and Lactobacillus plantarum
]. Processed RB is enriched for different ingredients to varying degrees because of different fermentation processes and preparation methods. Among these enriched ingredients, an essential amino acid, tryptophan, is considered an effective candidate agent against UC [7
]. In addition, in the gut, tryptophan metabolites of the microbiota, e.g., indole-3-aldehyde, kynurenine, indole-3-acetic acid, and tryptamine, can act as ligands for aryl hydrocarbon receptor (Ahr), a transcription factor that regulates IL-22
gene expression, controls autoimmunity processes, and promotes rapid recovery from colitis [15
FRB may also stimulate the microbial production of short-chain fatty acids (SCFAs), especially acetic acid (AA), propionic acid (PA), butyric acid (BA), and lactic acid (LA), which are strongly associated with the colonic health in human [16
]. SCFAs are produced by the microbiota in the course of breaking down complex carbohydrates, such as fiber, and are a primary source of energy for the enteric epithelium [16
]. The intestinal microbiota has a profound impact on the host immune system; dysbiosis of bacterial populations and suppression of SCFA production has been implicated in UC [17
]. Increased SCFA levels promote colonic epithelial cell proliferation, stimulate mucin production, and epithelial cell integrity. In particular, BA has been shown to induce colonic regulatory T cells and limit the innate immune cell-driven inflammation; it also has the potential to eliminate mutated epithelial cells through the induction of apoptosis [17
]. These activities contribute to the maintenance of colonic homeostasis by regulating the intestinal barrier integrity [18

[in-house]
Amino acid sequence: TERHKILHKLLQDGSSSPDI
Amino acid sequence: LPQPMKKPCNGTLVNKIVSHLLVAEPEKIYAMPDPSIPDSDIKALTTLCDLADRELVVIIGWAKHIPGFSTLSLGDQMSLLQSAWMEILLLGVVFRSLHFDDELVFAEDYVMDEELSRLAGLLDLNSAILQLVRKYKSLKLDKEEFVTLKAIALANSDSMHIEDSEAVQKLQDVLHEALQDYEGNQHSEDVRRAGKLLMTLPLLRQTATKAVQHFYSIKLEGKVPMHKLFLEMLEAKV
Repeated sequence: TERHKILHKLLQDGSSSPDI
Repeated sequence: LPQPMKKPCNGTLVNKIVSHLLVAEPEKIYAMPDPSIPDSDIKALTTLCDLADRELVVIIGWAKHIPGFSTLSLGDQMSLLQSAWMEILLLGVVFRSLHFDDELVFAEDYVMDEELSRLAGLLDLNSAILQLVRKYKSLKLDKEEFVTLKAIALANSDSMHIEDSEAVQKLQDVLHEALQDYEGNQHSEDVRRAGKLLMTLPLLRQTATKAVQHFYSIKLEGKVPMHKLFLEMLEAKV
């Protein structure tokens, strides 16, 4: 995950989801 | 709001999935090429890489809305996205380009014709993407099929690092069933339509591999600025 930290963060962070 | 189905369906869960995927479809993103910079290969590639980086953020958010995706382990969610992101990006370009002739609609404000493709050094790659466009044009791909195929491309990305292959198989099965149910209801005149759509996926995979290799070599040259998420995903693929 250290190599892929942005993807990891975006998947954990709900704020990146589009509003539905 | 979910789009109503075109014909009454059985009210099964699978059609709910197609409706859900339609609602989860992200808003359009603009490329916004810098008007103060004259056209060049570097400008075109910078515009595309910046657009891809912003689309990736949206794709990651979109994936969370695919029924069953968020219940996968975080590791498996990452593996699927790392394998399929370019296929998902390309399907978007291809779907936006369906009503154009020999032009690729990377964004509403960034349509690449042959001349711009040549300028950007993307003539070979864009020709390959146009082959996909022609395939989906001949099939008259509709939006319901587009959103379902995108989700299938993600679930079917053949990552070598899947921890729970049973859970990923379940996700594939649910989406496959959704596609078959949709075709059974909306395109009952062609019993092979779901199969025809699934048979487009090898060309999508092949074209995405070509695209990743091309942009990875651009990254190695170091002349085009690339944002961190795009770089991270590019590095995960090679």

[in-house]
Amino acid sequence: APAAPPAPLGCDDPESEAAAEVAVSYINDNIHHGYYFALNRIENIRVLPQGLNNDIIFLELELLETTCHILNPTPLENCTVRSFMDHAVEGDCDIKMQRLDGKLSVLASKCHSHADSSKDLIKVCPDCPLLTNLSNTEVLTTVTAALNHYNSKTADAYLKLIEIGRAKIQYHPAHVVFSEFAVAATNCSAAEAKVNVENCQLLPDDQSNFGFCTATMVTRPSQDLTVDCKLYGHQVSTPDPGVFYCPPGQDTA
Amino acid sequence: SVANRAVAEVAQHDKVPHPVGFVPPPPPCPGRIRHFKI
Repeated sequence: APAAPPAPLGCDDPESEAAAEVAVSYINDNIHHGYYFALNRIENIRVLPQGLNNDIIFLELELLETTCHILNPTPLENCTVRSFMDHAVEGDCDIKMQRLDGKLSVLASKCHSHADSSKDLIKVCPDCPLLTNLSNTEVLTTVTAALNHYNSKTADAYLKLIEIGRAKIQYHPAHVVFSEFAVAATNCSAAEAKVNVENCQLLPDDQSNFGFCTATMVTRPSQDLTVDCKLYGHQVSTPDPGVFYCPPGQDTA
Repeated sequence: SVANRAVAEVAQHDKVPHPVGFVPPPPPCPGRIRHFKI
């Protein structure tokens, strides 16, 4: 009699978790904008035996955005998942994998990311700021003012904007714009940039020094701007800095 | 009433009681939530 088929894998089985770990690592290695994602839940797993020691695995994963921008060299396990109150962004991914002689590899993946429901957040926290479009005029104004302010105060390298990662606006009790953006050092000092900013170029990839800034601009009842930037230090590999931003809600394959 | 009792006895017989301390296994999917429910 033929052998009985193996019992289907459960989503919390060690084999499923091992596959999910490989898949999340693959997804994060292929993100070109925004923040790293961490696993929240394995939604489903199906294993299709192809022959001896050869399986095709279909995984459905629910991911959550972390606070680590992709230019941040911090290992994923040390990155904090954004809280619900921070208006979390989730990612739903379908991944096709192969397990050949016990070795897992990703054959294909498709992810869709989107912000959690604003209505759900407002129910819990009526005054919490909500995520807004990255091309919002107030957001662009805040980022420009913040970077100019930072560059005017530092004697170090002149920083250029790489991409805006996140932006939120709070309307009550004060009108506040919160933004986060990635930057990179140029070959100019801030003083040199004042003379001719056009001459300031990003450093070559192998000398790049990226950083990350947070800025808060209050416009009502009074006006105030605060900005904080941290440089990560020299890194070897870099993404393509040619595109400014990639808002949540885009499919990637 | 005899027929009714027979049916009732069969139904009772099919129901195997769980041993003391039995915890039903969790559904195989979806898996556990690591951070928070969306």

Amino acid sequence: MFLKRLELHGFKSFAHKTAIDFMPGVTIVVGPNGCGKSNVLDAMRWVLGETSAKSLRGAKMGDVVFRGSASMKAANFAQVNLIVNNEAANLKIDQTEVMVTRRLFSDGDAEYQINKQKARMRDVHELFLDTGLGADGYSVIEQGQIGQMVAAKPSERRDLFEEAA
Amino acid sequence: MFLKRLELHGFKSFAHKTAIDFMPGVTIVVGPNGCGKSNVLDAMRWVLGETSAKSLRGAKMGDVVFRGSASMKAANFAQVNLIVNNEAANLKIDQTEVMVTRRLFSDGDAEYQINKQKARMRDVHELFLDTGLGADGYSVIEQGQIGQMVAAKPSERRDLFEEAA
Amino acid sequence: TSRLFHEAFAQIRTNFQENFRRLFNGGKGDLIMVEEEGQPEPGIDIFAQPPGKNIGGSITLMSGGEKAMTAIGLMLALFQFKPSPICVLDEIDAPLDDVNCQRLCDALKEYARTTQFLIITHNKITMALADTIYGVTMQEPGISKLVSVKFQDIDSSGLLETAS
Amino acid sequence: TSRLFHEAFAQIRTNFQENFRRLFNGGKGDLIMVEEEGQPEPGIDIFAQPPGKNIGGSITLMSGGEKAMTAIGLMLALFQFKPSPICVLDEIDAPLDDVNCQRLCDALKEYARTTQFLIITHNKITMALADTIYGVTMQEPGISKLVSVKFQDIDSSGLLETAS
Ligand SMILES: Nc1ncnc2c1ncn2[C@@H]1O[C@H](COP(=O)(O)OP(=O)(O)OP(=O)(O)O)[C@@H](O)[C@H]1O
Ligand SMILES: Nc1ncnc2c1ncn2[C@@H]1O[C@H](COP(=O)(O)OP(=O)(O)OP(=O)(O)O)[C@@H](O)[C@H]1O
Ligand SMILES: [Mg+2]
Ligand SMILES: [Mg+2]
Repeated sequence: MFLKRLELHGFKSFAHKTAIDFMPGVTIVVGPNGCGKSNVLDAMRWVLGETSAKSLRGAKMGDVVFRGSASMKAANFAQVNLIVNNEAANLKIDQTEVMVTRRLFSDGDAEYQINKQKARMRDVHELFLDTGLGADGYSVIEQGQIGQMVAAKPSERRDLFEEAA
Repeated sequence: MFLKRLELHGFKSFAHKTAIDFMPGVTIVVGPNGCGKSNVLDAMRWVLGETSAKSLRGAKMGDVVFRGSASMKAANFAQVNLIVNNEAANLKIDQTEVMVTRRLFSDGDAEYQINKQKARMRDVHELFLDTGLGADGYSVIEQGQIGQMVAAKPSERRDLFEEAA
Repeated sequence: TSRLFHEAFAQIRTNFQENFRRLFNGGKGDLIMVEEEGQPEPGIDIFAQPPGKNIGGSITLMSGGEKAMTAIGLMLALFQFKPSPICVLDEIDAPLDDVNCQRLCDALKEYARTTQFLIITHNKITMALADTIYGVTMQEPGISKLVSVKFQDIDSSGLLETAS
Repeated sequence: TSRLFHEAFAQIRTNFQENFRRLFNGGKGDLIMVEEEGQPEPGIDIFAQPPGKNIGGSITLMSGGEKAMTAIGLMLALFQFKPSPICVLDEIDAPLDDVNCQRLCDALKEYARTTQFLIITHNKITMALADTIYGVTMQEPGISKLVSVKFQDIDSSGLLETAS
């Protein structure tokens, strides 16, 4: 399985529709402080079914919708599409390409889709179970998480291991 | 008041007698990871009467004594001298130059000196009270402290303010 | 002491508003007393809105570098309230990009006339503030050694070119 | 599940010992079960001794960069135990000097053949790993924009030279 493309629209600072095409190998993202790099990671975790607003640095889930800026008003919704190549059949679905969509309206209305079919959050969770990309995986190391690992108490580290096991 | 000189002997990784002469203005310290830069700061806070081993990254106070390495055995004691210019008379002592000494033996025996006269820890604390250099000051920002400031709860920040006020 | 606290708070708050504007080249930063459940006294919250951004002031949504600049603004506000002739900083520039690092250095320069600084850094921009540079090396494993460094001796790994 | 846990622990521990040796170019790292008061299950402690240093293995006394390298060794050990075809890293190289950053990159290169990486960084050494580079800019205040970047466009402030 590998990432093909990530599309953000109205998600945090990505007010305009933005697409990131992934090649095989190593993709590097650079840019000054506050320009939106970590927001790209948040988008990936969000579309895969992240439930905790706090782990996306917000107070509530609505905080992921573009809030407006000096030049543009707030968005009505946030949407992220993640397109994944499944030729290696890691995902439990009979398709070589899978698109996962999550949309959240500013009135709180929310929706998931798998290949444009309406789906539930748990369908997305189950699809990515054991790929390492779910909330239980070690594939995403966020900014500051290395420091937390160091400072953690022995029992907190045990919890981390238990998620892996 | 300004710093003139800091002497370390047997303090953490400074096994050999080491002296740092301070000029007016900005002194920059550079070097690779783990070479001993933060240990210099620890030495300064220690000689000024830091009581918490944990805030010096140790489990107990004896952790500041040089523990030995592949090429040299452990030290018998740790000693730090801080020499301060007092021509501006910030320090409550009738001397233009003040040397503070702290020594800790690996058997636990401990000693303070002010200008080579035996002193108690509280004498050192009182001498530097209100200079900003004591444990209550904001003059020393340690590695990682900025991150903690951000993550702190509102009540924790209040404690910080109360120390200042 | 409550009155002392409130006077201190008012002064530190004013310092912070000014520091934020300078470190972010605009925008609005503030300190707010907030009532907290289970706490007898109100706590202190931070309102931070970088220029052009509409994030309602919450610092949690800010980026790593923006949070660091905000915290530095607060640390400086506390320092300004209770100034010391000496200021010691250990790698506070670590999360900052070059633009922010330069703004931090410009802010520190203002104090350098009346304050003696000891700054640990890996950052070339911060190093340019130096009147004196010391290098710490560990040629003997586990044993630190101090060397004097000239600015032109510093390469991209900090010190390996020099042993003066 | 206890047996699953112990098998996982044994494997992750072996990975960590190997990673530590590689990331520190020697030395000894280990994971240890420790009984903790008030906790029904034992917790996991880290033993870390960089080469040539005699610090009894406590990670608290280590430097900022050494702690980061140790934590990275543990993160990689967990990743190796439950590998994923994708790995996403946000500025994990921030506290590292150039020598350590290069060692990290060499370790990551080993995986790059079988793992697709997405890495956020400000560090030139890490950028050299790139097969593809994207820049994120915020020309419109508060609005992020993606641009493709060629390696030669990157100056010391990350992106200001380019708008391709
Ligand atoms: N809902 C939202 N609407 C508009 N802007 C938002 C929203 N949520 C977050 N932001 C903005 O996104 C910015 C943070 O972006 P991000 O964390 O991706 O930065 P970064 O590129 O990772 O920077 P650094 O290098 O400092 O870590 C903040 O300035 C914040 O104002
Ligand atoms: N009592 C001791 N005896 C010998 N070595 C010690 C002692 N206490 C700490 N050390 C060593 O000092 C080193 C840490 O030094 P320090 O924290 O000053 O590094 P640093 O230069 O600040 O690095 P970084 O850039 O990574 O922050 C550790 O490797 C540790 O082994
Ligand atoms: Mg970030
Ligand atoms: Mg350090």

]. The intestinal barrier integrity is crucial for maintaining the beneficial relationship between the host and the intestinal microbes; as it not only constitutes a physical barrier, preventing the entry of invading microorganisms, but also provide a defense mechanism by sensing pathogenic microorganisms or their toxins [19
Intercellular tight junction (TJ) complexes consist of multiple proteins, including occludin (OCLN) and claudin (CLDN), which mainly determine the intestinal barrier integrity [20
]. TJs are located at the apical ends of the lateral membrane of the epithelial cells; the loss of TJ barrier integrity is associated with the initiation and development of UC [20
]. Another characteristic of human UC is a pronounced depletion of mucin-producing goblet cells and the mucus layer, correlating with an increased microbiota-induced colonic inflammation and disease pathology [22
Dextran sodium sulfate (DSS) is commonly used in rodent models to chemically induce the intestinal inflammation [15
]. DSS administration leads to weight loss, bloody diarrhea, and immune cell infiltration, and to increased production of inflammatory mediators, similarly to human colitis [6